Use Caution When Asking People What They Want

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by: David Armano on Design Research Conference Day 2

It's day 2 at the deign research conference in Chicago.  Steven Herbst of Motorola drove in interesting point home with a video from a focus group.  You have to be careful when putting folks in a "lab environment"—essentially asking them for their opinions.  Watch the video and make your own conclusions.

Here's what I did before putting this video up.  I turned off the sound and watched the video a couple of times.  This is just my own personal opinion as I am no body language expert—but the people didn't seem to move naturally.  It's as if they were searching for right answers.  The one guy who kept hunching over the table reminded me of an inspector—looking for flaws in something.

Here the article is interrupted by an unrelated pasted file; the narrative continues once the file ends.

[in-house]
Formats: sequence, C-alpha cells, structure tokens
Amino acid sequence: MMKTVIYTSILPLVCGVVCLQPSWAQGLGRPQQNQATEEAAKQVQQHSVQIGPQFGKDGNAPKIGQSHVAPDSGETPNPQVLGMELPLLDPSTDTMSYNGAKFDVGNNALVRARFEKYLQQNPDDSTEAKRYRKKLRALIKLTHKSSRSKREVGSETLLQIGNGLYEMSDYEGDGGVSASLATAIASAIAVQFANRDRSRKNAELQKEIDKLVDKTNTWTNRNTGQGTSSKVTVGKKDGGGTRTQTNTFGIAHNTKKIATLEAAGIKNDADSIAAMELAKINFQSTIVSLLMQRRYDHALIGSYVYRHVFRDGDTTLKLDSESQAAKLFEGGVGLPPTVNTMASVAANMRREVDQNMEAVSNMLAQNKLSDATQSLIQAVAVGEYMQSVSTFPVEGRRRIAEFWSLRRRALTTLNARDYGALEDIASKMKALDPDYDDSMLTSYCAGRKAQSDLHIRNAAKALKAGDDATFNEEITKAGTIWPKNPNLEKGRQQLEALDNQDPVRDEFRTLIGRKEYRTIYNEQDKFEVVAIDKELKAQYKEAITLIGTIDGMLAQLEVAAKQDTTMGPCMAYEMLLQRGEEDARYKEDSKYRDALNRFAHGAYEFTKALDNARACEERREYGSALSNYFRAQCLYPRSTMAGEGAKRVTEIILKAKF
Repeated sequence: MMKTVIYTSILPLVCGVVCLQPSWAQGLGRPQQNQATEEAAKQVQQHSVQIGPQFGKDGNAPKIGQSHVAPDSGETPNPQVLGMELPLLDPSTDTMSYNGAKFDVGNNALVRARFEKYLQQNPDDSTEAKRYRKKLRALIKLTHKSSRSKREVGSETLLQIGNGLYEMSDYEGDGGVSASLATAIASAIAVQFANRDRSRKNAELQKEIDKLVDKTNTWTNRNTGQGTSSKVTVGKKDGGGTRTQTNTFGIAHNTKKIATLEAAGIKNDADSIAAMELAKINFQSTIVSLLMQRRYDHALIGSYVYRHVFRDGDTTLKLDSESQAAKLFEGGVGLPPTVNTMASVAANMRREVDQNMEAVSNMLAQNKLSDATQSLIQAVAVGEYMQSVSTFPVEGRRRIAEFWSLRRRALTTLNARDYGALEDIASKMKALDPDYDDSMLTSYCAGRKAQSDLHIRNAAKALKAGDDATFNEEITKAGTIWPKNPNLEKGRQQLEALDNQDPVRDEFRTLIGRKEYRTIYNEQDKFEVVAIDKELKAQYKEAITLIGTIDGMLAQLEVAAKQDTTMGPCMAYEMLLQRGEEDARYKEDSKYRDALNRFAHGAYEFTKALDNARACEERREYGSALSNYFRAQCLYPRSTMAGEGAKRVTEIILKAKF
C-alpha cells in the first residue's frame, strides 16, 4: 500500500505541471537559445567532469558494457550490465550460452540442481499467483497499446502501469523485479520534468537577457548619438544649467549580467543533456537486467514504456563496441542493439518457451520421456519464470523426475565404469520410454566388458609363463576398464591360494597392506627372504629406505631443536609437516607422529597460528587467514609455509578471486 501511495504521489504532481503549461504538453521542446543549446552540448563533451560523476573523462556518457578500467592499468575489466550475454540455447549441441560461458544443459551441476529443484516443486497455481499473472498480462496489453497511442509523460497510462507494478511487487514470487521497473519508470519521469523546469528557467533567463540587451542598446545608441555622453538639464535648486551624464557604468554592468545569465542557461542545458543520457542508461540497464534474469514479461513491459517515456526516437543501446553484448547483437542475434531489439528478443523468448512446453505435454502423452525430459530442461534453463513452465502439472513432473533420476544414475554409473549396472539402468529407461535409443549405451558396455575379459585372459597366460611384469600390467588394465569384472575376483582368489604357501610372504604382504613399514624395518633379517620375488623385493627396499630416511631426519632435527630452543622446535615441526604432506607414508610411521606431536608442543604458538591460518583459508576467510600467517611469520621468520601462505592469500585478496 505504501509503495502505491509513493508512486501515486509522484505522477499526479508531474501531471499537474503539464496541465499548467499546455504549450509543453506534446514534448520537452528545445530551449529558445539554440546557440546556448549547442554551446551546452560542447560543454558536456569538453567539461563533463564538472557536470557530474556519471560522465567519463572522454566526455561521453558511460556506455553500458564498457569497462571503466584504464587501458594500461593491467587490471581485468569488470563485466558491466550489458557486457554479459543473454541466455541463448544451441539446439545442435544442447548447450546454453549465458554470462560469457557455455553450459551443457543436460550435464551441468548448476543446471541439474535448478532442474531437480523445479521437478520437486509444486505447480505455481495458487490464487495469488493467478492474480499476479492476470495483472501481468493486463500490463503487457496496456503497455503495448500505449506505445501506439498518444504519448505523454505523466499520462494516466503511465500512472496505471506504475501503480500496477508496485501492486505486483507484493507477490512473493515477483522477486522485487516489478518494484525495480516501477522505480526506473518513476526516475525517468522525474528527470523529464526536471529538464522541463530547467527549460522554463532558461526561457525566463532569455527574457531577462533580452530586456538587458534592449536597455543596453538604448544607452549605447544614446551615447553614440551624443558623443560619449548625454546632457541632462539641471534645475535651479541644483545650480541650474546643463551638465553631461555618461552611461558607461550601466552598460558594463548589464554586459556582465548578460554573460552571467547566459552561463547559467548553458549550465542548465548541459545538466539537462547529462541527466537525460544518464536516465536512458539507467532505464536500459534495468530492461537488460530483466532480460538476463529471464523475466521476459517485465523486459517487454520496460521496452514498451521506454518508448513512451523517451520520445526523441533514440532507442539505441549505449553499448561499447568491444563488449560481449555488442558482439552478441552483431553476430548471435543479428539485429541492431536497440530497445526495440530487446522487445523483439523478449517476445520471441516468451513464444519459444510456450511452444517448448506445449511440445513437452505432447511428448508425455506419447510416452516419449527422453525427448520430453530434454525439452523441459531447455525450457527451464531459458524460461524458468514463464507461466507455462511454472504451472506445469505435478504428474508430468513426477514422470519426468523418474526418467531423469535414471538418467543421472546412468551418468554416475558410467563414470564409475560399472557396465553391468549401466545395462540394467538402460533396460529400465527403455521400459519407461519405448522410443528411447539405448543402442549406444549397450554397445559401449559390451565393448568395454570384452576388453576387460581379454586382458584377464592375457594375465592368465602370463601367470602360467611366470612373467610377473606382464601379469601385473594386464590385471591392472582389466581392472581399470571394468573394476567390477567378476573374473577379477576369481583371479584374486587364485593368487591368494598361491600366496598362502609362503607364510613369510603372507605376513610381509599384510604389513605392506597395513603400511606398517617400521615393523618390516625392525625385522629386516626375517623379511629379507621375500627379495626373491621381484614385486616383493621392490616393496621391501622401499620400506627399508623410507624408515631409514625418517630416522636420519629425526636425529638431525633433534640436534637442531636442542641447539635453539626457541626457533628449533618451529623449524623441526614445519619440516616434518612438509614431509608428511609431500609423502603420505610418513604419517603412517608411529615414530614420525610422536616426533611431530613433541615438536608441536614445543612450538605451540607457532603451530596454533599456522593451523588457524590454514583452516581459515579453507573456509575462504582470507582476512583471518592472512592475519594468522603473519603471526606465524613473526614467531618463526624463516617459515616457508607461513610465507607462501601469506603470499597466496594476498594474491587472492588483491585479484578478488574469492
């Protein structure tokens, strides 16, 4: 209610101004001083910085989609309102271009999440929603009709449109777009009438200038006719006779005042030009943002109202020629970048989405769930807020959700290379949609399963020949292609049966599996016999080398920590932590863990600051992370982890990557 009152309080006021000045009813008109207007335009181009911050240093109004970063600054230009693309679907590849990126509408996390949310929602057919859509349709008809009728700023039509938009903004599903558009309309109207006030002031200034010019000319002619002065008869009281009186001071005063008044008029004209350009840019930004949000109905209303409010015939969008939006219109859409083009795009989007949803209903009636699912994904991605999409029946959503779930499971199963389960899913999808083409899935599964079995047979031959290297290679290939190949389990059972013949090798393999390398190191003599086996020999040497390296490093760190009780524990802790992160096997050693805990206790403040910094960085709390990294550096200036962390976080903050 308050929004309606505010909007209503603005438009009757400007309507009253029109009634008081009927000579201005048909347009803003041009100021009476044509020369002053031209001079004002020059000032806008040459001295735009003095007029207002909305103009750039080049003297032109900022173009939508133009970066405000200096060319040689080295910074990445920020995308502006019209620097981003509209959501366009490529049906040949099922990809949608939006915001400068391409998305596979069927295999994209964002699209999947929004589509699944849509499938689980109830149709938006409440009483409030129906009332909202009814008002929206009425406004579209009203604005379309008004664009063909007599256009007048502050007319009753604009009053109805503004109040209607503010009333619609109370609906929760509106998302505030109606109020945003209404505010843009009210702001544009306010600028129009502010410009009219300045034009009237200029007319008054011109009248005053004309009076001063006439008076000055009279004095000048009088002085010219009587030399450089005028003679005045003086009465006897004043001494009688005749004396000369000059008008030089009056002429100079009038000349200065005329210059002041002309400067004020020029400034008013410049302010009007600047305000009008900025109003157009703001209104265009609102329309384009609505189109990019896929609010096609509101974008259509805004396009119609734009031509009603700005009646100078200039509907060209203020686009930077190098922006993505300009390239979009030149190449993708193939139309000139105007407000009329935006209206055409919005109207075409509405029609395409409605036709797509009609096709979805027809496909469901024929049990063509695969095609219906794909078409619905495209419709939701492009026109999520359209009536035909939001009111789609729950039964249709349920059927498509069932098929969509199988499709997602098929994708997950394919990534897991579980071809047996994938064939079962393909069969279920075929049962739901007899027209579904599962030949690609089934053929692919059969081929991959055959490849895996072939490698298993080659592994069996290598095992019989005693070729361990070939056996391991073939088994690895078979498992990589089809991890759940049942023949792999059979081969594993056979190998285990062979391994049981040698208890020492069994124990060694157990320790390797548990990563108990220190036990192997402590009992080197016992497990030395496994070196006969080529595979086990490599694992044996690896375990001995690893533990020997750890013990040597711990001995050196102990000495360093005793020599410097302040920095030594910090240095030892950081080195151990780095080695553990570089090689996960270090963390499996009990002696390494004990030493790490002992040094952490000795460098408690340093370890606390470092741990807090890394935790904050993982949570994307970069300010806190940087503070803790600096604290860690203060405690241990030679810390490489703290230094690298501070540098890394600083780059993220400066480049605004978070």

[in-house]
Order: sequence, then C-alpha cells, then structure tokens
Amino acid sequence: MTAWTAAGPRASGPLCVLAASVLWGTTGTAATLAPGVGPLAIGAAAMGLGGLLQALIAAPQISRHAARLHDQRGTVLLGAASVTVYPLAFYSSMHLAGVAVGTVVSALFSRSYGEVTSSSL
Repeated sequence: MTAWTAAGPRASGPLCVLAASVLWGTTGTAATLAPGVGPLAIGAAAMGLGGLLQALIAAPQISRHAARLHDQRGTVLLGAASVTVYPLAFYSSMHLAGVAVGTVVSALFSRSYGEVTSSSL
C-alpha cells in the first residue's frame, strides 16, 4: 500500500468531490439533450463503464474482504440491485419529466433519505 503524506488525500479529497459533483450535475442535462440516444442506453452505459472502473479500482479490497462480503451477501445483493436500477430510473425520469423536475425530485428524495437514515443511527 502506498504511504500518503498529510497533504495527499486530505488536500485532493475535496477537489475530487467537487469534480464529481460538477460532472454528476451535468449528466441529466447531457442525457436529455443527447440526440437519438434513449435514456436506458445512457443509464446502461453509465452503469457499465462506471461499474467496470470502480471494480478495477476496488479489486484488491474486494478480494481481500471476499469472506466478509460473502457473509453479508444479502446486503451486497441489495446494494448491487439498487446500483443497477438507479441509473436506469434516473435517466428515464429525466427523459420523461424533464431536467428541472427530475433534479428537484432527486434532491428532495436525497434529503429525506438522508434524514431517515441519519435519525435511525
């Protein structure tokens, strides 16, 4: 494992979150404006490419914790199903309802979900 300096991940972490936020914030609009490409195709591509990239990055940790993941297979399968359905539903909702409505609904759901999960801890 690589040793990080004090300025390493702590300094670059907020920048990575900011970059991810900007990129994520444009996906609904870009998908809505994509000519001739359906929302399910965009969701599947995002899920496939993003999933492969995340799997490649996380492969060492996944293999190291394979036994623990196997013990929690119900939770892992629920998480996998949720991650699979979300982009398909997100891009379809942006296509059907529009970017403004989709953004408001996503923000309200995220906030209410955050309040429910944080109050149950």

Many of us who are in search of innovation like to use the phrase "unarticulated or unmet needs"—meaning that a user may not always be able to tell us what they really need, and we have to read between the lines.  So I'm liking Steven's position here that it's best to be "cautious" in this context.  I intepret this to mean that we don't throw the lab environment out with the bathwater—but using caution is a good thing.  By the way—whenever I would observe user testing behind a 2 way mirror—I often times would plug my ears and watch people's body language.  Sometimes what people don't tell us in a test setting speaks volumes. 

What do you do?

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